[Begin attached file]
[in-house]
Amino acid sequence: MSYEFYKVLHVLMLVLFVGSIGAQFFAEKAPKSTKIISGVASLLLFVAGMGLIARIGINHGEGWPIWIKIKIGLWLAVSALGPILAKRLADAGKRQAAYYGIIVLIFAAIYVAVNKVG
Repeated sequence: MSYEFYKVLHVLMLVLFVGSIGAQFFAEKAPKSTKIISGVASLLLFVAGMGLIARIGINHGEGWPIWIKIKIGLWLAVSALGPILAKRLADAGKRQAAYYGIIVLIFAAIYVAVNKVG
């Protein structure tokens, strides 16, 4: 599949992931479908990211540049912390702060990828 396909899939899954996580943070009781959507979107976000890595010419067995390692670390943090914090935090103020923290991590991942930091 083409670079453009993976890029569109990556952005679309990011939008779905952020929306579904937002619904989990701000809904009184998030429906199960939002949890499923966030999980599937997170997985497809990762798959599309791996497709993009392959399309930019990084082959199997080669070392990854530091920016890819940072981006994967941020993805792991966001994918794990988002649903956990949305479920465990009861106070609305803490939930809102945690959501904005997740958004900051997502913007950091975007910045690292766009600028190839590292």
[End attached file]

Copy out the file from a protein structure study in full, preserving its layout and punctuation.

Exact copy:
[in-house]
Amino acid sequence: MSYEFYKVLHVLMLVLFVGSIGAQFFAEKAPKSTKIISGVASLLLFVAGMGLIARIGINHGEGWPIWIKIKIGLWLAVSALGPILAKRLADAGKRQAAYYGIIVLIFAAIYVAVNKVG
Repeated sequence: MSYEFYKVLHVLMLVLFVGSIGAQFFAEKAPKSTKIISGVASLLLFVAGMGLIARIGINHGEGWPIWIKIKIGLWLAVSALGPILAKRLADAGKRQAAYYGIIVLIFAAIYVAVNKVG
């Protein structure tokens, strides 16, 4: 599949992931479908990211540049912390702060990828 396909899939899954996580943070009781959507979107976000890595010419067995390692670390943090914090935090103020923290991590991942930091 083409670079453009993976890029569109990556952005679309990011939008779905952020929306579904937002619904989990701000809904009184998030429906199960939002949890499923966030999980599937997170997985497809990762798959599309791996497709993009392959399309930019990084082959199997080669070392990854530091920016890819940072981006994967941020993805792991966001994918794990988002649903956990949305479920465990009861106070609305803490939930809102945690959501904005997740958004900051997502913007950091975007910045690292766009600028190839590292």